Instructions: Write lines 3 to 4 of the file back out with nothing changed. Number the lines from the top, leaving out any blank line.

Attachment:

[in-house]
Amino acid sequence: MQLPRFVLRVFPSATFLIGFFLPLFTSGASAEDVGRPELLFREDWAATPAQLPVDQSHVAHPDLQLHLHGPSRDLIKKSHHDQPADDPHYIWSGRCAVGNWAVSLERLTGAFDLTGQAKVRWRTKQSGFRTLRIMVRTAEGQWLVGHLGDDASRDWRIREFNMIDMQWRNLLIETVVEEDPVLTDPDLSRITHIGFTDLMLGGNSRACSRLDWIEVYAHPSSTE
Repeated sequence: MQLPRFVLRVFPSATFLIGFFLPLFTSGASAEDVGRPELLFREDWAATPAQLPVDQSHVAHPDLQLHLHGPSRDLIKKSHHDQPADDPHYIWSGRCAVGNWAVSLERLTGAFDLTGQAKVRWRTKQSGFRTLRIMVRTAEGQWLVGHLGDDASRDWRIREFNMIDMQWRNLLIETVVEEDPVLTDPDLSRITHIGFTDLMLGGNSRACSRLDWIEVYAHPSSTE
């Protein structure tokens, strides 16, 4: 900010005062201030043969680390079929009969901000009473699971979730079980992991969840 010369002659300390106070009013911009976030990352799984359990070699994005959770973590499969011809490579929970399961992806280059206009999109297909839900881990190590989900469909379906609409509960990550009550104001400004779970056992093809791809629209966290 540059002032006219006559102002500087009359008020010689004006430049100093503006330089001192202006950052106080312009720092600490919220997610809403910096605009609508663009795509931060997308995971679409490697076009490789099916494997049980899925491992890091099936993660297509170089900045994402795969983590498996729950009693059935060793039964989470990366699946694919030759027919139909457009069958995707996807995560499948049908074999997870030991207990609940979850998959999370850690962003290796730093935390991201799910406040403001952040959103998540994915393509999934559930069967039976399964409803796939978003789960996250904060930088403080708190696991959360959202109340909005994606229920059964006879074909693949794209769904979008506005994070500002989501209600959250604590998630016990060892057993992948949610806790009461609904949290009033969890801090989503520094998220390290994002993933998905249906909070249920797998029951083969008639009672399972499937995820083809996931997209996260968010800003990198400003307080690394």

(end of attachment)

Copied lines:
Repeated sequence: MQLPRFVLRVFPSATFLIGFFLPLFTSGASAEDVGRPELLFREDWAATPAQLPVDQSHVAHPDLQLHLHGPSRDLIKKSHHDQPADDPHYIWSGRCAVGNWAVSLERLTGAFDLTGQAKVRWRTKQSGFRTLRIMVRTAEGQWLVGHLGDDASRDWRIREFNMIDMQWRNLLIETVVEEDPVLTDPDLSRITHIGFTDLMLGGNSRACSRLDWIEVYAHPSSTE
């Protein structure tokens, strides 16, 4: 900010005062201030043969680390079929009969901000009473699971979730079980992991969840 010369002659300390106070009013911009976030990352799984359990070699994005959770973590499969011809490579929970399961992806280059206009999109297909839900881990190590989900469909379906609409509960990550009550104001400004779970056992093809791809629209966290 540059002032006219006559102002500087009359008020010689004006430049100093503006330089001192202006950052106080312009720092600490919220997610809403910096605009609508663009795509931060997308995971679409490697076009490789099916494997049980899925491992890091099936993660297509170089900045994402795969983590498996729950009693059935060793039964989470990366699946694919030759027919139909457009069958995707996807995560499948049908074999997870030991207990609940979850998959999370850690962003290796730093935390991201799910406040403001952040959103998540994915393509999934559930069967039976399964409803796939978003789960996250904060930088403080708190696991959360959202109340909005994606229920059964006879074909693949794209769904979008506005994070500002989501209600959250604590998630016990060892057993992948949610806790009461609904949290009033969890801090989503520094998220390290994002993933998905249906909070249920797998029951083969008639009672399972499937995820083809996931997209996260968010800003990198400003307080690394």